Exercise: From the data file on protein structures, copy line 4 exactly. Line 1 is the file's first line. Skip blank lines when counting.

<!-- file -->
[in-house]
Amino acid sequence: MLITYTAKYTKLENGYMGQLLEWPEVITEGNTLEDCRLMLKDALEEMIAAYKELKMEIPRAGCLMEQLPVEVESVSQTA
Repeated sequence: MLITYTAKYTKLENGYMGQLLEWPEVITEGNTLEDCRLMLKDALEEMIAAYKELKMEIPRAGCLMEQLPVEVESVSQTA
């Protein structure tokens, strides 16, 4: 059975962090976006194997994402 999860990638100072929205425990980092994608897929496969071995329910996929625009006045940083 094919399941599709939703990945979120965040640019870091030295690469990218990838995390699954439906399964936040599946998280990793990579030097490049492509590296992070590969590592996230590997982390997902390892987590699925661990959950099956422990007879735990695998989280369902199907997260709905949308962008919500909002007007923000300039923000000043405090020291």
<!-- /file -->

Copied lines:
């Protein structure tokens, strides 16, 4: 059975962090976006194997994402 999860990638100072929205425990980092994608897929496969071995329910996929625009006045940083 094919399941599709939703990945979120965040640019870091030295690469990218990838995390699954439906399964936040599946998280990793990579030097490049492509590296992070590969590592996230590997982390997902390892987590699925661990959950099956422990007879735990695998989280369902199907997260709905949308962008919500909002007007923000300039923000000043405090020291």